external image ge.gif

Jeff Immelt, Chairman and Chief Executive Officer of General Electric

external image 0709_ge.jpg
"The most important thing I've learned since becoming CEO is context. It's how your company fits in with the world and how you respond to it"
- Jeff Immelt, Chairman and CEO

Background Information

Jeff Immelt has been close to GE his whole life. His father worked for GE Aircraft Engines in Cincinnati, Ohio for 38 years. It did not take long for Jeff to join the GE family, after he received his B.A. degree in applied mathematics from Dartmouth and his M.B.A. from Harvard, he took his first job with GE in 1982 as an Internal Marketing Consultant. Since then he has held many positions in the various business of GE working as an internal marketing consultant, District sales manager in Plastics, Vice president of consumer services in the appliance division, vice president and general manager of Plastics, the CEO of Medical Systems, and finally in 2001 he took over for Welch as the Chairman and CEO of GE.
For more info see: www.portfolio.com/resources/executive-profiles/Jeffrey-R-Immelt-17359

Key Decisions Made by Immelt

The first major decision made by Jeff was in 2002 to appoint Bob Concoran as the first Vice-president for Corporate Citizenship and began the GE foundation. Fortune magazine says "Rarely is corporate giving both benevolent and strategic. GE is one company that does philanthropy right."

Fast Facts:
-Commited a total of $150 million to six U.S. school districts to develop futures in education
-Five-year commitment to give $18 million to the New York City public schools to develop science programs
-Commited $20 million for healthcare, expertise, and equipment to Ghana, a country where it does no business
-Gave and additional $10 million to African countries for healthcare
-In 2007 GE gave away $107 million in cash and product donations, 40% of which was to match employee gifts

What Jeff has to say about GE Foundation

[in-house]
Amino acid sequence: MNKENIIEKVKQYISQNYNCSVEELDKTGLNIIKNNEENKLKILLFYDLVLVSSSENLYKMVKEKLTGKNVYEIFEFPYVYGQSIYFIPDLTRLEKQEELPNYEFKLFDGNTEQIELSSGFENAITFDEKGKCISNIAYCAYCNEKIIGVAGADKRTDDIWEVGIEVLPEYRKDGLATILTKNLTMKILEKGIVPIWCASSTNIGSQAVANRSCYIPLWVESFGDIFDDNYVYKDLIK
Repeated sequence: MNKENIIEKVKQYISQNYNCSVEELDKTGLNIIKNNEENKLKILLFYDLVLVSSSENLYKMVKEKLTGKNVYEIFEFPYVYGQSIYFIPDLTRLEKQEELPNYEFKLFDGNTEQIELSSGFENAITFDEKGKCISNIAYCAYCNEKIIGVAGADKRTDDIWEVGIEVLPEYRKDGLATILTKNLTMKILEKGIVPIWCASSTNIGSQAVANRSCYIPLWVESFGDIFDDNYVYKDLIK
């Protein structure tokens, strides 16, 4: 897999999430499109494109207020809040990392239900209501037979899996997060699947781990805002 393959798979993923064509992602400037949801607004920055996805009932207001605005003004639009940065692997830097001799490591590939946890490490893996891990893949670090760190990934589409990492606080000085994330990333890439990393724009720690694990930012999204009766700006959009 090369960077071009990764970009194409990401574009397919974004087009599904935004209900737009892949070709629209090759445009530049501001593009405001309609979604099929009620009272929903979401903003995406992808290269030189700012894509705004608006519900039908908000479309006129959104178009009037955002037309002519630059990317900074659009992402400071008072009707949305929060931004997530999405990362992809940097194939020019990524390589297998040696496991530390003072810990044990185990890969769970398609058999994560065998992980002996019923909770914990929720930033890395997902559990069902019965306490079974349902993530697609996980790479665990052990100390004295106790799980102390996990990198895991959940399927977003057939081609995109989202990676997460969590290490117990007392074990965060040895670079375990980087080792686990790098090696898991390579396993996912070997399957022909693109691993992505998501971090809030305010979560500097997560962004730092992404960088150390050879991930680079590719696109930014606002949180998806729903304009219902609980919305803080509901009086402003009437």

"The world's changed, businesses today aren't admired. Size is not respected. There's a bigger gulf today between haves and have-nots than ever before. It's up to us to use our platform to be a good citizen. Because not only is it a nice thing to do, it's a business imperative."
-Jeff Immelt 2004

However one of the most notable decisions made by Immelt was to "go green" at GE with a focus on environmentally friendly practices called Ecomagination.external image 20065454131_11737661341120045503Speech_Jeff_Immelt.jpg

Fast Facts:
- Launched in May 2005, four years after he took over, with little support from other top
executives who mostly voted against the action.
- Even amidst turbulence Ecomagination revenues to rise 21% in 2008 to about $17 billion
- Total energy savings for GE $100 million
- At the outset he wanted to double the companies research into clean technologies
- By 2010 the company plans to invest $1.5 Billion annually in Reasearch and Development
-The division currently has 70 ecomagination-certified products

What Jeff has to say about Ecomagination:
"There is a green lining among the current economic stormclouds and GE customers and investors are benefiting. Cleaner innovation and technology resonate in the marketplace, while we slash our own energy and water costs and emissions, further strengthening GE's competitive position and the advantage GE offers to its customers.